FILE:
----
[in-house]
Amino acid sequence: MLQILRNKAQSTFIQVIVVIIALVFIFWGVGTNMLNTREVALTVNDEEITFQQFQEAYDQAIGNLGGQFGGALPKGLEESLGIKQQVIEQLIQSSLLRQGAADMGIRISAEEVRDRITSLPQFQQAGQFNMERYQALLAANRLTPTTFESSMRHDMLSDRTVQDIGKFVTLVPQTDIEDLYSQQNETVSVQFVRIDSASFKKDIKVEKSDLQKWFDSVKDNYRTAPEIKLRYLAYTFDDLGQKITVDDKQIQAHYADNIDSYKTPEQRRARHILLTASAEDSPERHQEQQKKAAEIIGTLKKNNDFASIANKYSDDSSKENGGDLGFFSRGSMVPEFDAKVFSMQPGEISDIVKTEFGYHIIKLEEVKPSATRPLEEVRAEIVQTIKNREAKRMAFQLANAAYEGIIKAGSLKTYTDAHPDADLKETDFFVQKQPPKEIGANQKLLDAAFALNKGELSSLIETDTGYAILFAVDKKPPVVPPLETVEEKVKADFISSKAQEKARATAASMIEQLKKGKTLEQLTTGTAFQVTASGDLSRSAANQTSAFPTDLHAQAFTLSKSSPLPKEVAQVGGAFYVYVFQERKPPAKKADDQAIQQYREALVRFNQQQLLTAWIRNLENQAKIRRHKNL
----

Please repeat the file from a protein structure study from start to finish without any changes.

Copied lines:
[in-house]
Amino acid sequence: MLQILRNKAQSTFIQVIVVIIALVFIFWGVGTNMLNTREVALTVNDEEITFQQFQEAYDQAIGNLGGQFGGALPKGLEESLGIKQQVIEQLIQSSLLRQGAADMGIRISAEEVRDRITSLPQFQQAGQFNMERYQALLAANRLTPTTFESSMRHDMLSDRTVQDIGKFVTLVPQTDIEDLYSQQNETVSVQFVRIDSASFKKDIKVEKSDLQKWFDSVKDNYRTAPEIKLRYLAYTFDDLGQKITVDDKQIQAHYADNIDSYKTPEQRRARHILLTASAEDSPERHQEQQKKAAEIIGTLKKNNDFASIANKYSDDSSKENGGDLGFFSRGSMVPEFDAKVFSMQPGEISDIVKTEFGYHIIKLEEVKPSATRPLEEVRAEIVQTIKNREAKRMAFQLANAAYEGIIKAGSLKTYTDAHPDADLKETDFFVQKQPPKEIGANQKLLDAAFALNKGELSSLIETDTGYAILFAVDKKPPVVPPLETVEEKVKADFISSKAQEKARATAASMIEQLKKGKTLEQLTTGTAFQVTASGDLSRSAANQTSAFPTDLHAQAFTLSKSSPLPKEVAQVGGAFYVYVFQERKPPAKKADDQAIQQYREALVRFNQQQLLTAWIRNLENQAKIRRHKNL